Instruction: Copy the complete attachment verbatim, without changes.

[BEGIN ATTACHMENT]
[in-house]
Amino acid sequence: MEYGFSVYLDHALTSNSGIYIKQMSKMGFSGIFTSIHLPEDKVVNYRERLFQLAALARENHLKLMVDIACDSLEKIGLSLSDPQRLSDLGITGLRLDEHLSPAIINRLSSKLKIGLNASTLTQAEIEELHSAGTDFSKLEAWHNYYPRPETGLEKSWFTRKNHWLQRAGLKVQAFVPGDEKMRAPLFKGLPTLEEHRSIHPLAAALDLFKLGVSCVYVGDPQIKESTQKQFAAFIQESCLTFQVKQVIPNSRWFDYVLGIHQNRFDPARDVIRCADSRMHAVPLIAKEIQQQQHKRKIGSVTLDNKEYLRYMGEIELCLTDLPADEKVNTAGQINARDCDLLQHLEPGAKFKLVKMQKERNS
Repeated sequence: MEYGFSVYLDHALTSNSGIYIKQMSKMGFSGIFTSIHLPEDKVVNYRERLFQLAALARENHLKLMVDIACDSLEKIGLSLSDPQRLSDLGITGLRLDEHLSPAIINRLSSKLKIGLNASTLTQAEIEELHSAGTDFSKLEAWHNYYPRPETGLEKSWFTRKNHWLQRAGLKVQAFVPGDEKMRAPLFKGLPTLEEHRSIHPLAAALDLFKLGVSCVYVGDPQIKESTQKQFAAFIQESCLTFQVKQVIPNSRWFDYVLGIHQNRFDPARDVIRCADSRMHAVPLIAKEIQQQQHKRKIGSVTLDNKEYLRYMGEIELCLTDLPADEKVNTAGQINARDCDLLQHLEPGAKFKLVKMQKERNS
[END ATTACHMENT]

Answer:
[in-house]
Amino acid sequence: MEYGFSVYLDHALTSNSGIYIKQMSKMGFSGIFTSIHLPEDKVVNYRERLFQLAALARENHLKLMVDIACDSLEKIGLSLSDPQRLSDLGITGLRLDEHLSPAIINRLSSKLKIGLNASTLTQAEIEELHSAGTDFSKLEAWHNYYPRPETGLEKSWFTRKNHWLQRAGLKVQAFVPGDEKMRAPLFKGLPTLEEHRSIHPLAAALDLFKLGVSCVYVGDPQIKESTQKQFAAFIQESCLTFQVKQVIPNSRWFDYVLGIHQNRFDPARDVIRCADSRMHAVPLIAKEIQQQQHKRKIGSVTLDNKEYLRYMGEIELCLTDLPADEKVNTAGQINARDCDLLQHLEPGAKFKLVKMQKERNS
Repeated sequence: MEYGFSVYLDHALTSNSGIYIKQMSKMGFSGIFTSIHLPEDKVVNYRERLFQLAALARENHLKLMVDIACDSLEKIGLSLSDPQRLSDLGITGLRLDEHLSPAIINRLSSKLKIGLNASTLTQAEIEELHSAGTDFSKLEAWHNYYPRPETGLEKSWFTRKNHWLQRAGLKVQAFVPGDEKMRAPLFKGLPTLEEHRSIHPLAAALDLFKLGVSCVYVGDPQIKESTQKQFAAFIQESCLTFQVKQVIPNSRWFDYVLGIHQNRFDPARDVIRCADSRMHAVPLIAKEIQQQQHKRKIGSVTLDNKEYLRYMGEIELCLTDLPADEKVNTAGQINARDCDLLQHLEPGAKFKLVKMQKERNS